Q&A from the Panther Community Forum
Q: Attendance – what is considered excused and unexcused?
A: Written notes from parents for illness will be accepted as “excused” for five absences. Any further absences for illness will only be excused with a doctor’s note. After three unexcused absences, a truancy letter will be sent to parents. Absences other than for illness could be excused or unexcused as determined by the principal. Examples of excused absences are: funeral, family emergency (explained) or other possible extenuating circumstance. Following ten unexcused absences, parents are sent a court letter summoning them to appear before the judge. Please remember that a court summons means that a maximum number of days have been missed by the student.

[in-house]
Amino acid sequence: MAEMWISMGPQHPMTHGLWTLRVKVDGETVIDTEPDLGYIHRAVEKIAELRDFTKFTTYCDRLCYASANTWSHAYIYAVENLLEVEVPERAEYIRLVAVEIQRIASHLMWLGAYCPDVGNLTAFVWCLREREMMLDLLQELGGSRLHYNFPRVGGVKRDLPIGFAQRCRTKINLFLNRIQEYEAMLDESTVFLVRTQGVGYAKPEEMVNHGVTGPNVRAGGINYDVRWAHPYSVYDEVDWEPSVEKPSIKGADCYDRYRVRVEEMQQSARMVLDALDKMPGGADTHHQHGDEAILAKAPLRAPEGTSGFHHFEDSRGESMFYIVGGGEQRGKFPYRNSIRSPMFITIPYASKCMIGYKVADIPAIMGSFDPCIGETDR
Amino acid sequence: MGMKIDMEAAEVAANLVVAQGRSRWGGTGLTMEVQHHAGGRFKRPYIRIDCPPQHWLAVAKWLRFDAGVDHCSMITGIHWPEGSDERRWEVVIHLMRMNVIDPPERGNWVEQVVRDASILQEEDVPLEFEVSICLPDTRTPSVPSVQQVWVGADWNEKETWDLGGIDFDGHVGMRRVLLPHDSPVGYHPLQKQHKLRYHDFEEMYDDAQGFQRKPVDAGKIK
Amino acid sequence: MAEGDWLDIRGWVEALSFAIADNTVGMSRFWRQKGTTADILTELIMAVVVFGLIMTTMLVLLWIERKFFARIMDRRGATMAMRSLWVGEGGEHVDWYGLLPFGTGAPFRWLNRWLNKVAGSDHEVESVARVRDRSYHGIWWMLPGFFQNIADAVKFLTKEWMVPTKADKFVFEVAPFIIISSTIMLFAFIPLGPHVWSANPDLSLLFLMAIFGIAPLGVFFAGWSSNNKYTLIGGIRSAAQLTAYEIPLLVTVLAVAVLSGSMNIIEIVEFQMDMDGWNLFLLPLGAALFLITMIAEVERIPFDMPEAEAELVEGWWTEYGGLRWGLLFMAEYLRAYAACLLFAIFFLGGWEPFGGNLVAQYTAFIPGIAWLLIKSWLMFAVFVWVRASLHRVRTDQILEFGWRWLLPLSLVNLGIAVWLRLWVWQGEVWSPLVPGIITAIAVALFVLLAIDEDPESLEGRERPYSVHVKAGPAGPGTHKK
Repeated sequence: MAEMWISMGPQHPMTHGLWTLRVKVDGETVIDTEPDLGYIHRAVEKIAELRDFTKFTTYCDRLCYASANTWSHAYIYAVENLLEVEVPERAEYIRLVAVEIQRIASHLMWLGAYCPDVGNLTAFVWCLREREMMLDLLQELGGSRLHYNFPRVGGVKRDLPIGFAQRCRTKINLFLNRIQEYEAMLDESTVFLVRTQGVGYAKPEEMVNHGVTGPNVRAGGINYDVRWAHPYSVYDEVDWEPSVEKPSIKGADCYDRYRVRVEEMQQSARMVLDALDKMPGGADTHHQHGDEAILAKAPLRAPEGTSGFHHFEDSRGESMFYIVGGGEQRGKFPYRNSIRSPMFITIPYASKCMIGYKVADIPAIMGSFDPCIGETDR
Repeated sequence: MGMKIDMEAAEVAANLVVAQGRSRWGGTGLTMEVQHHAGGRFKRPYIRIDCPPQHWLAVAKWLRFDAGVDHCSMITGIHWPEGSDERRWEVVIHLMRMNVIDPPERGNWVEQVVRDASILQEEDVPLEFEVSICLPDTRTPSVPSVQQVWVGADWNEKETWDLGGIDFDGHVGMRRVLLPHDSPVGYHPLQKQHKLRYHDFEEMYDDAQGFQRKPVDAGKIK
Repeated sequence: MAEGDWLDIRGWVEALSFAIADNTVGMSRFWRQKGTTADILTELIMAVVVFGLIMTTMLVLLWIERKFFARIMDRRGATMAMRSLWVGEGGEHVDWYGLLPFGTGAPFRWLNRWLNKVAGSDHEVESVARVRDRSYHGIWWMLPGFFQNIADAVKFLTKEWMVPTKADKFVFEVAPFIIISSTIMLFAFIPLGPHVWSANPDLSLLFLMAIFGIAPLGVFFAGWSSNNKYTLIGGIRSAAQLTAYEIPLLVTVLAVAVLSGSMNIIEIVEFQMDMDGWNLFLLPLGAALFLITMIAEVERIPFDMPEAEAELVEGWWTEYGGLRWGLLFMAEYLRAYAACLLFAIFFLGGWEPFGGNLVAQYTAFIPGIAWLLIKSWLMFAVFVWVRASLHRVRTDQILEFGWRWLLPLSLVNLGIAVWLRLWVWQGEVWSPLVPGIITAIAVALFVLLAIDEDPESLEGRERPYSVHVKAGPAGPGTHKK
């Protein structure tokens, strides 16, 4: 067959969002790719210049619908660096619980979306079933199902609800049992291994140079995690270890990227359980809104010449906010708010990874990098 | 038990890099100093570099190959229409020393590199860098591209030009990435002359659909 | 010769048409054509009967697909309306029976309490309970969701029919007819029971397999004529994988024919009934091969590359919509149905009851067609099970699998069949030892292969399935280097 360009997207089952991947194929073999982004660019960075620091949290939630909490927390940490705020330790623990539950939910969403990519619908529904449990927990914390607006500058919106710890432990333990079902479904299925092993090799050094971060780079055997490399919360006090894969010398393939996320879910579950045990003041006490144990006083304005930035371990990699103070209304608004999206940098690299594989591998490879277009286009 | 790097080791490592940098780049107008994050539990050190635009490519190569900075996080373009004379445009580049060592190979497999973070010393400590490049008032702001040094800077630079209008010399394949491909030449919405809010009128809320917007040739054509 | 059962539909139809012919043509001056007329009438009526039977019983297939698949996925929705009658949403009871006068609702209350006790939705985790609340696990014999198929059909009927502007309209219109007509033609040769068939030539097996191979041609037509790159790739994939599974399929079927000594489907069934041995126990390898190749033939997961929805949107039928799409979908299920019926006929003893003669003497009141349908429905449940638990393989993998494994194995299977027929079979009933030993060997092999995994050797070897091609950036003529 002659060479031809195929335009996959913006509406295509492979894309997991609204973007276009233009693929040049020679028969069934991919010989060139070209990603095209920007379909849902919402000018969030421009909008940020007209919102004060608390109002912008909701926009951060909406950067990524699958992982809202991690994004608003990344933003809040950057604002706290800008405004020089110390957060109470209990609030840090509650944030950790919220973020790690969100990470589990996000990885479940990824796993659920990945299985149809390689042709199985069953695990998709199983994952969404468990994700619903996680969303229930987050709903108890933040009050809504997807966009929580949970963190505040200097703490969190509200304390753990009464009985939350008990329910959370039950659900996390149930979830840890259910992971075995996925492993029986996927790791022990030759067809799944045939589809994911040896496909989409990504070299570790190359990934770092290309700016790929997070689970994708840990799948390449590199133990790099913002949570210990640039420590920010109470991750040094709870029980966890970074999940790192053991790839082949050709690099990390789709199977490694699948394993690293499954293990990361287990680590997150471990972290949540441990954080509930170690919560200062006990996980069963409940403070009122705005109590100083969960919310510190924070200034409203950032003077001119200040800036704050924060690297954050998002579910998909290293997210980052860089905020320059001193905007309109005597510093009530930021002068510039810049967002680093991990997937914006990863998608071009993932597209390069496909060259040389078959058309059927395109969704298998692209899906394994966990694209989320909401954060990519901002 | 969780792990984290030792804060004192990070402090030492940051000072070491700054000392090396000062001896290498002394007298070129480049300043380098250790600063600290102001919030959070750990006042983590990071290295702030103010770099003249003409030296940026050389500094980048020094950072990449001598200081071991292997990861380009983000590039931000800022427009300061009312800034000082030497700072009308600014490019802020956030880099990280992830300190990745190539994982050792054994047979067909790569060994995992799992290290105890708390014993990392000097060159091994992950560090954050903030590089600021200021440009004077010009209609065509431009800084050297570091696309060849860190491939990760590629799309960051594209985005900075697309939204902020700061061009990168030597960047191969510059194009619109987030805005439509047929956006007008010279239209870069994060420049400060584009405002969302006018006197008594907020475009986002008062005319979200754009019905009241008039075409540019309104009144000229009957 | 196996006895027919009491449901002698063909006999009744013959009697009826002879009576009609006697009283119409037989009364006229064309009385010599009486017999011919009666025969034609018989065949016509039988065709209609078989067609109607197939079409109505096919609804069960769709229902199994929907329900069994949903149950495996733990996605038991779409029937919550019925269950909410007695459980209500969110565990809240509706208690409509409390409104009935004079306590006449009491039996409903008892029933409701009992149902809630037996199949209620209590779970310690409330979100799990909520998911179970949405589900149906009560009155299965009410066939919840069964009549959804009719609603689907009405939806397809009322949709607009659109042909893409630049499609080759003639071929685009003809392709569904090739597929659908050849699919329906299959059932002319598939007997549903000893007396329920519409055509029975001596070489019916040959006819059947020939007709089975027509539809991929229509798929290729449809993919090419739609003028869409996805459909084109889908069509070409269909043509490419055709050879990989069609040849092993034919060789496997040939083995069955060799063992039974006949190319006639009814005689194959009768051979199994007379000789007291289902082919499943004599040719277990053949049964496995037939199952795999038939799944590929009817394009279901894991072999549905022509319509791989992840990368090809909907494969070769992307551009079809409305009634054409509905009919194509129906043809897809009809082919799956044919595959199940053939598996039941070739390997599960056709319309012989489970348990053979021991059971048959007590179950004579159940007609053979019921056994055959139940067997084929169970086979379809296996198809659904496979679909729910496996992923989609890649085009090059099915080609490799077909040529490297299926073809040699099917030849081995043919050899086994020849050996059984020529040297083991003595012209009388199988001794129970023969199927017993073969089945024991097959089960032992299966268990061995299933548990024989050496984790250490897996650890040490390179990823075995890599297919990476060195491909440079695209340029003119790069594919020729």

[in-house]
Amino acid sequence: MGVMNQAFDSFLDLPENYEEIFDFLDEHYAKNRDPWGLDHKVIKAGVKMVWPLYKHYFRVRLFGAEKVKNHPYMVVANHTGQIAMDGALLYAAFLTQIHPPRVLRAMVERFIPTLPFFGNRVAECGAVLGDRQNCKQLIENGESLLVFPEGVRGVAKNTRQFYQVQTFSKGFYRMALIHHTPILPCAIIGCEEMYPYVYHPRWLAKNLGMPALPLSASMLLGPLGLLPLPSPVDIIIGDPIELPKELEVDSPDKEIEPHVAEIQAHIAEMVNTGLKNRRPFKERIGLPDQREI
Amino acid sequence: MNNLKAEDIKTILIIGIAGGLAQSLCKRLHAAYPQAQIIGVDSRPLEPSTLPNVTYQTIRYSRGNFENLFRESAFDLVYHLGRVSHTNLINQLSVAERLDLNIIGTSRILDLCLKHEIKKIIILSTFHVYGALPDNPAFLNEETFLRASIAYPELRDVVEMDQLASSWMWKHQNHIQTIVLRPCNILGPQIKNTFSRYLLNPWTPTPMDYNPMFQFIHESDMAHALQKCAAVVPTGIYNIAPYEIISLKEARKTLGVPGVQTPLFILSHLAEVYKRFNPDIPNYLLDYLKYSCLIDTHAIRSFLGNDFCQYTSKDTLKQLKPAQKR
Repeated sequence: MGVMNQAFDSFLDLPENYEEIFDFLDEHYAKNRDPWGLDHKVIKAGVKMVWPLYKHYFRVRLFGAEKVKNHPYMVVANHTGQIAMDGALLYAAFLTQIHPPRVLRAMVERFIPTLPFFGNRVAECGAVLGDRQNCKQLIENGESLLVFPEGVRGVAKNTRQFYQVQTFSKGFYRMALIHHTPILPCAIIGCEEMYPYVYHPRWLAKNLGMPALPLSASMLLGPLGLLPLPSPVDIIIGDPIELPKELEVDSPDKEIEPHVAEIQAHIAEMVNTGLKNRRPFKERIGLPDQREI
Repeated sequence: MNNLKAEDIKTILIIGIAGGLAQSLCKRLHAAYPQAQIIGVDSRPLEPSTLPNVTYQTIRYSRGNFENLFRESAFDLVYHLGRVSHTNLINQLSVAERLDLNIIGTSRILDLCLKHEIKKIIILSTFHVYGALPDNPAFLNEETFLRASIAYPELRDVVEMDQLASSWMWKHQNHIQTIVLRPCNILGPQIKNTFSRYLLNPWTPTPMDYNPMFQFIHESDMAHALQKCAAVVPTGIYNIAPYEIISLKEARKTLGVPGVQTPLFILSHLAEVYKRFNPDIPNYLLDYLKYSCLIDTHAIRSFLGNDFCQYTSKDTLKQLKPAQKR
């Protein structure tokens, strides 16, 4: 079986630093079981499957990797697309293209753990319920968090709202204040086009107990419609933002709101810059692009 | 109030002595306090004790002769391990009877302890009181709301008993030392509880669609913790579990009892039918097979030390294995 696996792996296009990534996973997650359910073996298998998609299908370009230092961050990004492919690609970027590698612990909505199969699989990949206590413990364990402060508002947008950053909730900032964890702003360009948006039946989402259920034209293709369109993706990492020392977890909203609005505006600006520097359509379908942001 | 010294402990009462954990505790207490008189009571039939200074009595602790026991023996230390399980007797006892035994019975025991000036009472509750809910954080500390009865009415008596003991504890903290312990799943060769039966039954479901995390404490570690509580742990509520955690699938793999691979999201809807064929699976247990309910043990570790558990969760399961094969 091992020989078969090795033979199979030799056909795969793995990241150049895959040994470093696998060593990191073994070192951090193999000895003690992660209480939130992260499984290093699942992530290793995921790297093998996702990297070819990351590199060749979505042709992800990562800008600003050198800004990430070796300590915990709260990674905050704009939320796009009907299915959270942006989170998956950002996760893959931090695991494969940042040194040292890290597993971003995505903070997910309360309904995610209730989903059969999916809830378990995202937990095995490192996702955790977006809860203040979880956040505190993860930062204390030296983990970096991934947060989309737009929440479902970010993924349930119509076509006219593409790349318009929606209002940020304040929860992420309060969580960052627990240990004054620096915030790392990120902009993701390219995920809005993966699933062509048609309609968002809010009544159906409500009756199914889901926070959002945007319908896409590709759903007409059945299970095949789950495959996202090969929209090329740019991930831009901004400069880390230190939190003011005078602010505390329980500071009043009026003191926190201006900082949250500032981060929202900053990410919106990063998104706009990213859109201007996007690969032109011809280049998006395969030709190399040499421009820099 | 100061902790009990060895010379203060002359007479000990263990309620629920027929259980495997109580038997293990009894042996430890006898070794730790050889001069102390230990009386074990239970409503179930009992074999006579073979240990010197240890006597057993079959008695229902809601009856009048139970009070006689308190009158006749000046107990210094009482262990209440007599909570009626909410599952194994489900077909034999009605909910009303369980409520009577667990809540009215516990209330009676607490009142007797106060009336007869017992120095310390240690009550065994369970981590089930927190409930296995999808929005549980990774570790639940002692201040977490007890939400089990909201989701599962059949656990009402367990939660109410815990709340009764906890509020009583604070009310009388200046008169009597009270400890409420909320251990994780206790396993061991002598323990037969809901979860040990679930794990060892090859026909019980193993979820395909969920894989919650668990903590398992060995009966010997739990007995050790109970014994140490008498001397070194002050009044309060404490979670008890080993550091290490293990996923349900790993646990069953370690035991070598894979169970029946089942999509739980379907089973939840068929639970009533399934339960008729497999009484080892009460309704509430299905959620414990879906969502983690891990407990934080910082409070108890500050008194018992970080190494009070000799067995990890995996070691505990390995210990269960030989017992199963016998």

Click here for the Student/Parent handbook.
Q: Where do you find staff email on the district webpage?
A: Staff Lists under the “Resources” and “Contact Us” sections of all campus sites. If you are unable to email a staff member, make sure your pop-up setting is turned on.
A: Bullying is prohibited by the district. It occurs when a student or group of students engages in written or verbal expression, expression through electronic methods, or physical conduct against another student on school property, at a school-sponsored or – related activity, or in a district operated vehicle and the behavior:
- Results in harm to the student or the student’s property,
- Places a student in reasonable fear of physical harm or of damage to the student’s property, or
- Is so severe, persistent, and pervasive that it creates an intimidating, threatening, or abusive educational environment.